The Simple Shapes of Customer Stories
Inspired by Kurt Vonnegut’s lecture on “the simple shapes of stories,” I’ve previously riffed on The Simple Shapes of Startups. More recently, however, I discovered that customer stories too have archetypical shapes.
These archetypical shapes take form when you plot customer happiness over time as customers hire and fire products in the course of getting the different jobs in their lives done.
If you are unfamiliar with the theory of jobs-to-be-done (jtbd) or the specific definition presented below, I’d recommend reviewing this post first.
A job to be done is the instantiation of an unmet need or want.
Understanding the basic shapes of customer stories can help you better understand your own customers, uncover new opportunities for innovation (problems worth solving), and build products and features that deliver on these opportunities.
1. The Status Quo Story
Our customer starts at some basal happiness level until they encounter a jtbd trigger, for example, hunger pangs. Since jtbd triggers open a gap between the customer’s current state (hungry) and desired state (satiated), they cause a slight dip in happiness level.
As customers are creatures of habit, they quickly recruit an existing solution (e.g. the refrigerator) and proceed to get the job done.
Notice that the customer ends at a higher level of happiness after the job is done as jobs are about making progress. But this higher level of happiness isn’t permanent. In short order, the customer returns back to their basal happiness level... until the next triggering event.
This story type is called the status quo story because this story plays out much the same way until the customer encounters the first plot twist.
Meet the Switching Trigger (first plot twist)
A switching trigger is an additional event that occurs either before or after the jtbd-trigger causing the old way to “break”. This “break” could be literal (e.g. iPhone breaks) or just in the mind of the customer (e.g. Apple announces new iPhone). It could be aspirational (e.g. new technology will deliver better outcomes) or consequential (e.g. regulatory will change how things need to be done). But for a switching trigger to cause a customer to take further action, it must cause their happiness level to cross over from satisfaction to dissatisfaction.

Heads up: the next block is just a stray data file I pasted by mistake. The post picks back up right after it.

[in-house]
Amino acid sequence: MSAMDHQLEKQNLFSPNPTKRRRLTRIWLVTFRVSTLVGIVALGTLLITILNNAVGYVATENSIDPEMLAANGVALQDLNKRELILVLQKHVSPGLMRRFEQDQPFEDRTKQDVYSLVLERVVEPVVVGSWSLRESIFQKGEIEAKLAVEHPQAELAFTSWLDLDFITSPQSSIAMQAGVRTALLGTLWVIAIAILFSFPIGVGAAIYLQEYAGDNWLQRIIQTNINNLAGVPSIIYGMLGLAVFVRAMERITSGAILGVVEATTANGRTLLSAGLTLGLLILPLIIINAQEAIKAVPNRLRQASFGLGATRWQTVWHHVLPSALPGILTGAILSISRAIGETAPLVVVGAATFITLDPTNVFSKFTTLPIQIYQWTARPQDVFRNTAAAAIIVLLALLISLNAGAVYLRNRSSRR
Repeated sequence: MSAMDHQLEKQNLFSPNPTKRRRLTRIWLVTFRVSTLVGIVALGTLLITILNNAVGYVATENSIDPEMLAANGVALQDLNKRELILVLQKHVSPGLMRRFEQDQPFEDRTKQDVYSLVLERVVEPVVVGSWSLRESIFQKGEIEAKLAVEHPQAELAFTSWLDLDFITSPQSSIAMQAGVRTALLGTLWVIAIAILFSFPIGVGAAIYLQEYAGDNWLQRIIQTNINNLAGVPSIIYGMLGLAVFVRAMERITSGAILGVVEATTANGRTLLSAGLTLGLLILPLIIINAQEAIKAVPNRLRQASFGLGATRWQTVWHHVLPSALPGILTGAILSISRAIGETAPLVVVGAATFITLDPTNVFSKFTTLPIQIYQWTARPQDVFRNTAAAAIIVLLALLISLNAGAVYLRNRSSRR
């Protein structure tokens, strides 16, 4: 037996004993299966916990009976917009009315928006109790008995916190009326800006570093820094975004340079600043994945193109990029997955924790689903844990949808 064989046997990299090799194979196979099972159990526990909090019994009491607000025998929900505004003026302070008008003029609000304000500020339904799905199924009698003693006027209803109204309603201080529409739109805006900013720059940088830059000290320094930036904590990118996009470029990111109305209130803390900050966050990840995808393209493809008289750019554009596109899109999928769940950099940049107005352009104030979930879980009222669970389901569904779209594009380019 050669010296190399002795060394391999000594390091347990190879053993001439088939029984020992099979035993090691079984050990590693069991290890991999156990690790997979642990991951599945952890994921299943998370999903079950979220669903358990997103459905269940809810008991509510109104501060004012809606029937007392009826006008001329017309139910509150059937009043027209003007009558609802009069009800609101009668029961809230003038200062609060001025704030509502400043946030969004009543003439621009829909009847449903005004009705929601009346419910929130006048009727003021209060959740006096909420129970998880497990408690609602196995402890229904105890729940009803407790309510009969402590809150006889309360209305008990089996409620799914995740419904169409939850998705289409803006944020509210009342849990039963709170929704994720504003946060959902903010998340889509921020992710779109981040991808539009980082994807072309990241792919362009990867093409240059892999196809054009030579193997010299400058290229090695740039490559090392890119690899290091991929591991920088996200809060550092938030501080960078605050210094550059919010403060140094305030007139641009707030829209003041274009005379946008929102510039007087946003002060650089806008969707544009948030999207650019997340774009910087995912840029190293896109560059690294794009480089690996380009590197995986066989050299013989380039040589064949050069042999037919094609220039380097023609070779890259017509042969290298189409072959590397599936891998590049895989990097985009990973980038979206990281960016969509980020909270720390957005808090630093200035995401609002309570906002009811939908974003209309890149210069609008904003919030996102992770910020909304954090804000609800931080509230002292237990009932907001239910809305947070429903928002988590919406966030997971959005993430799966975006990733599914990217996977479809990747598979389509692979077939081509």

This is a pivotal point in the story.
Switching trigger = JTBD Trigger + Expectation Violation
Now that the customer is out of a working solution, they need to find a new way to get the job done. This begins their search for a new solution, which wavers from passive to active looking until they hire a new way.
Hiring a new way is an accomplishment of its own — one that is often accompanied with the hope of having acquired something better.
This causes a rise in happiness.
This happiness, too, is fleeting as the customer realizes that they’ve gone from being an expert in the old way to a beginner in a new way.
This is the dip of onboarding.
They’ll have to invest additional effort in learning how to use the new way. This is also the point where we encounter another fork in the road that shapes the story down two different paths.
2. Switching Story A (New Way Wins)
In order to keep the customer moving forward, the new way must overcome its own onboarding friction while keeping the customer moving towards job done. The best way to accomplish this is to break the journey into one or more intermediate aha moments (activation). These moments reaffirm faith in the new way and raise the customer’s happiness (and motivation).